Last year our benefactors helped the 20 Jesuit priests involved in the pastoral ministry to the tea pickers in Assam with 800 Mass Stipends, a sum of 6,400 Euros altogether, which represented a vital help, enabling them to continue their precious apostolate among these poor and disadvantaged people.


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A car for the apostolic prefecture of Huautla

Bishop Josè Armando Alvarez Cano has written to thank all the benefactors of ACN who by their generous giving have enabled the Church in the apostolic prefecture of Huautla to obtain a car for its pastoral work.

The prefecture serves an area of great poverty. The 130,000 or so inhabitants belong above all to the indigenous Indian groups. Over two thirds of them do not even have enough to eat, and very few of them can even provide for the basic needs of their families. As a result, many are leaving the region and moving away into the towns and cities, where they often end up stranded in the misery of the slums.

There is an immense need for practical charitable help and pastoral support here – but the Church faces enormous challenges, since there are too few priests and many of the people live in remote and inaccessible villages in the mountains. When it rains, many of the roads turn into vast mud pools. The prefecture was urgently in need of a suitably rugged vehicle, simply in order to be able to reach the faithful in the first place.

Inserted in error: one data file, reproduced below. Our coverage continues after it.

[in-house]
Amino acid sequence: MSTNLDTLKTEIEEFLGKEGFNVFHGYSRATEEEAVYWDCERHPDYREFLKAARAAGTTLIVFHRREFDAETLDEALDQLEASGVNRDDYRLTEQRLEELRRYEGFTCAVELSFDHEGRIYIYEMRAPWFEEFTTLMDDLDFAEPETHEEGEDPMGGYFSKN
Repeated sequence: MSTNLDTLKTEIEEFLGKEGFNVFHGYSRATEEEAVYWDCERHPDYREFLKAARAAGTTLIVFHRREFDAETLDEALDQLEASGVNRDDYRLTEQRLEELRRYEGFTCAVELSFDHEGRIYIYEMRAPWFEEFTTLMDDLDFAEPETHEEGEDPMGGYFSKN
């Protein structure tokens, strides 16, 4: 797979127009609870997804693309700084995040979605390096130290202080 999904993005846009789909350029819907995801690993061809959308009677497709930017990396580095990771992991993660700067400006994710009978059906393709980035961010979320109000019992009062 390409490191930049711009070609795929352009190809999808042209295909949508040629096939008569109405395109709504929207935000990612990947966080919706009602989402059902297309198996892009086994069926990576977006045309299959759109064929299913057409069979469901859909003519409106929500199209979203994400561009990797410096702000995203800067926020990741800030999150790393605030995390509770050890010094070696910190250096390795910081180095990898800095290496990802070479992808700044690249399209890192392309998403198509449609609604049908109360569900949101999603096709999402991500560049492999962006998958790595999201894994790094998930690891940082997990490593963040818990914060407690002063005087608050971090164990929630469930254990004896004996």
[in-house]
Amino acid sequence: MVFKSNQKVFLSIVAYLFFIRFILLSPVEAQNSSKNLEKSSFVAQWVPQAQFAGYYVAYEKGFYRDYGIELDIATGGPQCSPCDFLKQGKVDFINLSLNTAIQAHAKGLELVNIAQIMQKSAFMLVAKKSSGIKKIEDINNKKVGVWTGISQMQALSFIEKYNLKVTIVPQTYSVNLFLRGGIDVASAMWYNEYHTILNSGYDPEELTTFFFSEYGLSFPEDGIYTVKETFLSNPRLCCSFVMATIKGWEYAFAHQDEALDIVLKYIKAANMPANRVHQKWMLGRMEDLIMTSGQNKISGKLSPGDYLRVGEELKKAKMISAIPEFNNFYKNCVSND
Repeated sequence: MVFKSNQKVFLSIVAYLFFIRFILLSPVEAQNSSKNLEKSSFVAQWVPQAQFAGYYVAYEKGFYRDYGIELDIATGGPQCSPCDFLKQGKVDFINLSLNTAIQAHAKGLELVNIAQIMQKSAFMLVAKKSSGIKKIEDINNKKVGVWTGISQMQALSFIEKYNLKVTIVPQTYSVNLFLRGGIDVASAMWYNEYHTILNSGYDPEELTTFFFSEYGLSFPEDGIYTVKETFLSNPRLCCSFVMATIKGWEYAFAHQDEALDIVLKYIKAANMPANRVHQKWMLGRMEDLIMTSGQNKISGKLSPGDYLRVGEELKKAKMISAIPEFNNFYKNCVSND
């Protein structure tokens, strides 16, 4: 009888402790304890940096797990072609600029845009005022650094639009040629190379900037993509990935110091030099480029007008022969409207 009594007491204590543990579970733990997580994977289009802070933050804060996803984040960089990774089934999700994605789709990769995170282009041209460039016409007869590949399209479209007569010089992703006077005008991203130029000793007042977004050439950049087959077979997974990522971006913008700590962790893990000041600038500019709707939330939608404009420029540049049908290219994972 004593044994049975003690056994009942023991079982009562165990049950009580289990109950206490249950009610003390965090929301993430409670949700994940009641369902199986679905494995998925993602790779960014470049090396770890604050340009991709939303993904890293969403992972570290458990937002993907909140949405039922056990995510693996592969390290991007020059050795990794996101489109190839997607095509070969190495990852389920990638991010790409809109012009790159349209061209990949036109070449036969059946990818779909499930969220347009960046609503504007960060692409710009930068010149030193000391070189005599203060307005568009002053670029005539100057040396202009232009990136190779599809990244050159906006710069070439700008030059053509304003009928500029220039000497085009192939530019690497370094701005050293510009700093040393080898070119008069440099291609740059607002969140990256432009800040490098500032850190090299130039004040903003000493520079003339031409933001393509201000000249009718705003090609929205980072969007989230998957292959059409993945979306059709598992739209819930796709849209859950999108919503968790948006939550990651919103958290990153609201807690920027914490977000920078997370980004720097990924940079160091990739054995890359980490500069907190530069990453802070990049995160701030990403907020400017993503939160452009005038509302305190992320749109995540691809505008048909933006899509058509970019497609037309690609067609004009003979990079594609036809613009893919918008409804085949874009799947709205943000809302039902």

Now Bishop Alarez Cano writes: “We give endless thanks to God for his generosity, which is always revealed in so many generous human hearts, and we would like to thank ACN for having helped us in our needs. We pray to God for you all, and we commend ourselves to your prayers also.”

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 The Orthodox Metropolitan of Kemerovo thanks ACN for supporting his seminarians